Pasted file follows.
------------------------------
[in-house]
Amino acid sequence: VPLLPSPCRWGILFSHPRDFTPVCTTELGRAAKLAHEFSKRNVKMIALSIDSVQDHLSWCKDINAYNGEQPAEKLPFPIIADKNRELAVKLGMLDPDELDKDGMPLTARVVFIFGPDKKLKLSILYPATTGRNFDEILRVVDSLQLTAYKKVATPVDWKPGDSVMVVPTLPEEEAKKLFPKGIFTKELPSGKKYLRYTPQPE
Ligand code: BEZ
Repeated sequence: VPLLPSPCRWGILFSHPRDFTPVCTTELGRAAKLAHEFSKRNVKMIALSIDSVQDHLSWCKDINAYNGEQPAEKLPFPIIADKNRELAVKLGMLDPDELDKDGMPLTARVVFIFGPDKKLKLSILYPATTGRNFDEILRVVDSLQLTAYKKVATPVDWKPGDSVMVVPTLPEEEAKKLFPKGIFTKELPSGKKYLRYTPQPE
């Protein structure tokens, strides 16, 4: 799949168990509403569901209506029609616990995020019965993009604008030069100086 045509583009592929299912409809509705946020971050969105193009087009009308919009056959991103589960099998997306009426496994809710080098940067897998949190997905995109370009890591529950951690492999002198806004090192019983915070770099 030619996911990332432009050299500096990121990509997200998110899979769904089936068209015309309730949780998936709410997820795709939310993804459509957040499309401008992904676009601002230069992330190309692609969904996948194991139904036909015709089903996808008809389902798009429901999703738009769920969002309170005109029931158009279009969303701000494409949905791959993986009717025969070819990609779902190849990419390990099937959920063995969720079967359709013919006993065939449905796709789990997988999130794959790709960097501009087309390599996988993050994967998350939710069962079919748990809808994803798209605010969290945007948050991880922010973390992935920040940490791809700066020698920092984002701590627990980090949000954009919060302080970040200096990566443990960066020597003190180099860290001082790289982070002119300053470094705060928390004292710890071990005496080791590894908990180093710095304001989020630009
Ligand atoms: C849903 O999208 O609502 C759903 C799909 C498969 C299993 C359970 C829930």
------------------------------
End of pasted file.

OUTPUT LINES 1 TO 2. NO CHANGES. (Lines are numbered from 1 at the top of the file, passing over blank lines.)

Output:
[in-house]
Amino acid sequence: VPLLPSPCRWGILFSHPRDFTPVCTTELGRAAKLAHEFSKRNVKMIALSIDSVQDHLSWCKDINAYNGEQPAEKLPFPIIADKNRELAVKLGMLDPDELDKDGMPLTARVVFIFGPDKKLKLSILYPATTGRNFDEILRVVDSLQLTAYKKVATPVDWKPGDSVMVVPTLPEEEAKKLFPKGIFTKELPSGKKYLRYTPQPE